Camper Van Beethoven
Reviewed by Michael Bertin, Fri., Aug. 23, 2002
Camper Van BeethovenTusk (Pitch-A-Tent)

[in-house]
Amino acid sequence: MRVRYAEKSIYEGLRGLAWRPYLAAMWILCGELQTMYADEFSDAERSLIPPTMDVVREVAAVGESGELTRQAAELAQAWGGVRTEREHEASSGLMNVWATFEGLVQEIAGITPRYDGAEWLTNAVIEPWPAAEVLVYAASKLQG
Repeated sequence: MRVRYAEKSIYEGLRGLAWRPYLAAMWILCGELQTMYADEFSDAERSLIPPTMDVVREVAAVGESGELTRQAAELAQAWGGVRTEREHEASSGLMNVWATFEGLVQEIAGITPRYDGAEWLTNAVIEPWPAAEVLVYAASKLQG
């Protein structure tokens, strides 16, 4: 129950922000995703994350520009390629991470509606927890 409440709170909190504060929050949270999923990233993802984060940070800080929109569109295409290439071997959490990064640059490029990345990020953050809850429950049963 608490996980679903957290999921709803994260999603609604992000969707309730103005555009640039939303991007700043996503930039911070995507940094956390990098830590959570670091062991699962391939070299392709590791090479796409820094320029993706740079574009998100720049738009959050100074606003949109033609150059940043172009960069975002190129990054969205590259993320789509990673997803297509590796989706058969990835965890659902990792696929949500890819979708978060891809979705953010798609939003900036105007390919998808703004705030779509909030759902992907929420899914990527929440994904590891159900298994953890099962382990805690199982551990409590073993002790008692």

Armed with a four-track, members of Santa Cruz's Camper Van Beethoven retreated to California's Mammoth Mountain in early 1996 to start cooking up material for its next album. Unfortunately, a winter storm hit and drummer Chris Pedersen (aka Chrispy Derson) broke his arm. Snowed in and possibly influenced by general use of Derson's meds, the band did what any self-respecting mid-Eighties college band would do: they decided to carbon copy Fleetwood Mac's Tusk in all its gloriously bloated entirety. Sadly or happily, the tapes were summarily lost until Camper guitarist Greg Lisher stumbled over them sometime in Y2K. As outlandish as the marriage of Camper with Tusk seems prima facie, in practice, it isn't absurdly outlandish, since frontman David Lowery makes a decent, pre-indie rock counterpart to Lindsey Buckingham, who left his fingerprints all over Tusk more than any previous Fleetwood Mac offering. As for the music, well, it accomplishes the perverse duty of making the original sound slightly more focused by comparison. Camper's Tusk isn't a total mess, it's just messier. Sometimes that works well. The near-industrial drowning of "Sara" rescues the song from it's own mystical vibe. Other times it works very well. The primitive techno revamp of "Sisters of the Moon" hints that there were moments of actual inspiration. In fact, the best single moment of the album might be the anachronistic one-liners tacked on the end of that murky Nicks creation. Throughout the back half of the album, momentum slows and things just get boring or even disagreeable (see "Angel," "Never Make Me Cry," and the Chambers Brothers homage in the middle of the title track). It's about the middle of things that Camper should have listened to the words of what they were pilfering (i.e. "Not That Funny"). Yet they persevered, and left us with this thing -- an 80-minute exercise in covering the really thick line between genius and annoying. For the small demographic young enough in the late-Eighties to be musical snobs, it's a rare opportunity for a double dip of nostalgia. Just be aware that the combination of flavors varies.